An interview with Private Peterson (Denzel Washington) revealed how he stood up to Waters when he berated the men after another winning game. In retaliation, the sergeant challenged Peterson to a fight and beat him badly. Davenport then learns through interviews with other soldiers how Waters charged C.J. with the murder of a white MP, after a search conducted by Wilkie turned up a recently discharged pistol under C.J.'s bunk. Confronting him with the evidence, Waters provoked C.J. into striking him, whereupon the weapons charge was dismissed and C.J. was then charged with striking a superior officer.
When C.J.'s best friend Bernard Cobb (David Alan Grier) visits him in jail, C.J. is suffering from intense claustrophobia and tells Cobb of a visit from Sgt. Waters, who admitted freely to C.J. that it was a set-up and that Waters had done it at least five times before to others like him, saying "the Black race can't afford you no more...the day of the Geechee is gone, boy. And you're going with it." When Davenport asked Corporal Cobb what happened to C.J., he is told that the man hanged himself in his cell while awaiting trial. In protest, the platoon threw the last game of the season, while Waters was left profoundly shaken by the suicide.
Davenport then finds out that two white officers coming from a military exercise, Captain Wilcox (Scott Paulin) and Lieutenant Byrd (Wings Hauser), had an altercation with the drunk sergeant a short time before his death. When questioned, both officers admit to physical assault when confronted by Waters on a drunken tirade, but deny killing him, revealing that they had not been issued .45 ammunition for the exercise as it was in short supply and it was reserved for MPs and soldiers on special duty. Though Taylor is convinced that Wilcox and Byrd are lying and is eager to arrest them, Davenport releases them.
While a search has begun for Privates Peterson and Smalls who have both gone AWOL, Davenport questions Wilkie once more, and the demoted private is forced to admit that he planted the gun under C.J.'s bunk on Waters' orders. Though he hid it from everyone, Waters divulged in private to Wilkie his intense hatred of C.J. and others like him whom Waters felt were an unwelcome weight on the Black race. Davenport then asks why Waters didn't go after Peterson since they had the fight, and Wilkie tells him that Waters liked Peterson because he fought back and was planning to promote him. Davenport has Wilkie placed under arrest just as an impromptu celebration has begun outside after learning that the platoon is to be shipped out to join the fight overseas.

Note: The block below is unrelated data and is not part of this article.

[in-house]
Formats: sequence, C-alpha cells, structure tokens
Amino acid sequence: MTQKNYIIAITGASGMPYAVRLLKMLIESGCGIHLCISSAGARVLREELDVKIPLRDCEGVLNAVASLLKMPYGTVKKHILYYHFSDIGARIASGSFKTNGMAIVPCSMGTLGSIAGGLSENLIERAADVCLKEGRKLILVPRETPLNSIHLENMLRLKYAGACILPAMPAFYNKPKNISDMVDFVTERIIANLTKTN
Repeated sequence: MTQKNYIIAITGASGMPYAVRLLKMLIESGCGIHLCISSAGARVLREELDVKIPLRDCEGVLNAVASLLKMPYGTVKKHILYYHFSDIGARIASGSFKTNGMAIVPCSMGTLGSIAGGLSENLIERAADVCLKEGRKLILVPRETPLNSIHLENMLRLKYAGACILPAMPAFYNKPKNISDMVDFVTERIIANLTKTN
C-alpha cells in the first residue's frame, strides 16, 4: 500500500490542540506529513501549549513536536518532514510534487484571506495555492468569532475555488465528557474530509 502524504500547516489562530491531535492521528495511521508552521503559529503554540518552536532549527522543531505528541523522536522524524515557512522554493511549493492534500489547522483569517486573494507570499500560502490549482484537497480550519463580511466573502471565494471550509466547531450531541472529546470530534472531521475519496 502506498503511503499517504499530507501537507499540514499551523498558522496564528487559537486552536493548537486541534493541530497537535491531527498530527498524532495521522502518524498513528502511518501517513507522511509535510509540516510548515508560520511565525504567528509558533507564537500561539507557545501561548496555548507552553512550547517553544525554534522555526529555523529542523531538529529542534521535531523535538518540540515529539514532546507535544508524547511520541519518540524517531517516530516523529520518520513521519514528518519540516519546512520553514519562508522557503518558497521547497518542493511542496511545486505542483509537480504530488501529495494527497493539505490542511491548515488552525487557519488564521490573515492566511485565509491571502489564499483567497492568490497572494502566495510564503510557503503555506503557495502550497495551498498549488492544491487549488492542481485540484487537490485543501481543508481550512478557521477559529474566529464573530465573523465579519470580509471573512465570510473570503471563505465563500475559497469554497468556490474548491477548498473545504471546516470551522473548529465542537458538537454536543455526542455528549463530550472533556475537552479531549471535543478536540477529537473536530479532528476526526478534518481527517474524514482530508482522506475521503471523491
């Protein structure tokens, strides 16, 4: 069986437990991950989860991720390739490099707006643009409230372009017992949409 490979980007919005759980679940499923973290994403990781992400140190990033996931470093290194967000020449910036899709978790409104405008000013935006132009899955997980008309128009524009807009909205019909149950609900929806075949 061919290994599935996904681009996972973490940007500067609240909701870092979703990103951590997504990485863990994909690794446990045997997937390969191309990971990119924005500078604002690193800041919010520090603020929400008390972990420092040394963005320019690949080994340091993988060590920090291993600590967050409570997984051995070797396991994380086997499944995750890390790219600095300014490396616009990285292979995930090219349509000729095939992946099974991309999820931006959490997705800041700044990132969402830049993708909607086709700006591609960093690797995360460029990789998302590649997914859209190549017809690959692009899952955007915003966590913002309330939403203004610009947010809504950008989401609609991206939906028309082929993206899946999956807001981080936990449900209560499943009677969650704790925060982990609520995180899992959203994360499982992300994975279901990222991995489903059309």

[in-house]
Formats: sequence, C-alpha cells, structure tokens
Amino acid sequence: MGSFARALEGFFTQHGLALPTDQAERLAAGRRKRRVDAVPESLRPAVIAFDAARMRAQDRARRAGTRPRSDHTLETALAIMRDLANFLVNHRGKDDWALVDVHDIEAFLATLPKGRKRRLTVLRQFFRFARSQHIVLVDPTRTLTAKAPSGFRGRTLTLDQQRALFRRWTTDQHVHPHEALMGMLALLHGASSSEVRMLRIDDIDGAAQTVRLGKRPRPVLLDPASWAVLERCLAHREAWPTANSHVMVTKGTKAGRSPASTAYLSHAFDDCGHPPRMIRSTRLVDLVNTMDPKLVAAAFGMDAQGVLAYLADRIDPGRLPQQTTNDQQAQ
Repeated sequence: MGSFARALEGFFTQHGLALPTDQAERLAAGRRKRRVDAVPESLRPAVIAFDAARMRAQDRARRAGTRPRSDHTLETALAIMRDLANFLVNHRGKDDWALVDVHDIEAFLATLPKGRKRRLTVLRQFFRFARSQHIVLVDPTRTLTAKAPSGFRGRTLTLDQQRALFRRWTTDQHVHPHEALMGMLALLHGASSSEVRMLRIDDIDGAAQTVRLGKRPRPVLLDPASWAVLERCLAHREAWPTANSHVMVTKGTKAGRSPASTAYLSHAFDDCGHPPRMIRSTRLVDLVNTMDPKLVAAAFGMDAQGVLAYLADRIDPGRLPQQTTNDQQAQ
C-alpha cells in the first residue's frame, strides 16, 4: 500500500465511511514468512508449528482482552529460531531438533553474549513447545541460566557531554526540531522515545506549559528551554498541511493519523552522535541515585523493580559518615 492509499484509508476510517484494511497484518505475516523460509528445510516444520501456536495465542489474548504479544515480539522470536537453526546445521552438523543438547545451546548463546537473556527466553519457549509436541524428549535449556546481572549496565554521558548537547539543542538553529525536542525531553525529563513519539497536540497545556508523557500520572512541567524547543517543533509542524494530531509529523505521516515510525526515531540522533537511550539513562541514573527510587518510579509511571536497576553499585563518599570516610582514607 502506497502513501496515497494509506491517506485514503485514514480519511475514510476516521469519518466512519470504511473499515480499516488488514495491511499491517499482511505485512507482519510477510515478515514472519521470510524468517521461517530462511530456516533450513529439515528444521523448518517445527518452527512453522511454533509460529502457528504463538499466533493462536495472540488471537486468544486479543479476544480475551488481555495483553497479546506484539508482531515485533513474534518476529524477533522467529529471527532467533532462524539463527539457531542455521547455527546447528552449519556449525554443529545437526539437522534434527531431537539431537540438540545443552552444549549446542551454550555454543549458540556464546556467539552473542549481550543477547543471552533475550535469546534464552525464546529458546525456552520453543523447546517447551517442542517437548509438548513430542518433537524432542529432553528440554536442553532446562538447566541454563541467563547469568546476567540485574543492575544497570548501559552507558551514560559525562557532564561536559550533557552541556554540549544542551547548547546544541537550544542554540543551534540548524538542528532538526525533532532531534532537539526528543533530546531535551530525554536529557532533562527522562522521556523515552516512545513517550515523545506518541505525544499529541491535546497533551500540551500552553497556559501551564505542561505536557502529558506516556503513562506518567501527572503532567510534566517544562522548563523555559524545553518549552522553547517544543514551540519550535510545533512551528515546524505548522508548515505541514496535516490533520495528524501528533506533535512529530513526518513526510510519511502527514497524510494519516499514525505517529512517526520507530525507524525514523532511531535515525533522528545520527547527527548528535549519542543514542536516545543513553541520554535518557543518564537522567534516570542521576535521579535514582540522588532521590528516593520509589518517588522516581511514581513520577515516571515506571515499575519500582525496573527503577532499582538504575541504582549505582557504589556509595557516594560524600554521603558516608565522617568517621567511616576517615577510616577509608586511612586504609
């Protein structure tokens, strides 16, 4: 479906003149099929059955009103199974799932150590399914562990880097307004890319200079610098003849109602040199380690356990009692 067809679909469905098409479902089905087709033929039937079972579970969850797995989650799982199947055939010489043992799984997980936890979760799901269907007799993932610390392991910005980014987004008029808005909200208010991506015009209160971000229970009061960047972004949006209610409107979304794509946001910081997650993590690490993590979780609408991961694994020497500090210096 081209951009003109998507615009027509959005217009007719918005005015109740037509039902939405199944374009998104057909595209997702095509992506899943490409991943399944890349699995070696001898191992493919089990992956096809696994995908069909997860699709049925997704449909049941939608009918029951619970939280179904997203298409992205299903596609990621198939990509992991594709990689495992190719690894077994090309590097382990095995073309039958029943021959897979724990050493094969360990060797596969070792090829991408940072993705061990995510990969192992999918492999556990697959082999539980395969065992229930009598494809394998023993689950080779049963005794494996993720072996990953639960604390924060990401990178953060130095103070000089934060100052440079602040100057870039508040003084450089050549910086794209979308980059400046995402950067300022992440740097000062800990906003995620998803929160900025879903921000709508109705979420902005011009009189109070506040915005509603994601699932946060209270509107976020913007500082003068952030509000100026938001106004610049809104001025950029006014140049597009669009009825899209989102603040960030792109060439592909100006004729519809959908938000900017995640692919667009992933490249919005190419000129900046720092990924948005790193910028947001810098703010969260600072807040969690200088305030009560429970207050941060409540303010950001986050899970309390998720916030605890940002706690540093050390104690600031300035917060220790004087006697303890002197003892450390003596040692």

Realizing that Peterson and Smalls were on guard duty the night of Waters' murder, and thus had been issued .45 ammunition for their pistols, Davenport interrogates Smalls after he has been found by the MPs and Smalls confesses that it was Peterson who killed Sergeant Waters, as revenge for C.J. When Peterson is captured and brought into the interrogation room, he confesses to the murder, saying "I didn't kill much. Some things need getting rid of."
The film ends with Taylor congratulating Davenport on getting his man and admitting that he will have to get used to Negroes being in charge. Davenport assures Taylor that he'll get used to it. "You can bet your ass on that," he adds, as the platoon marches in preparation for their deployment to the European Theater.
Art Evans plays Private Wilkie, a nervous man too acquiescent for his own good. David Alan Grier plays C.J.'s closest friend, bonded by their Mississippi roots. Denzel Washington, in one of his earliest motion picture roles, portrays the deeply embittered Pfc. Peterson.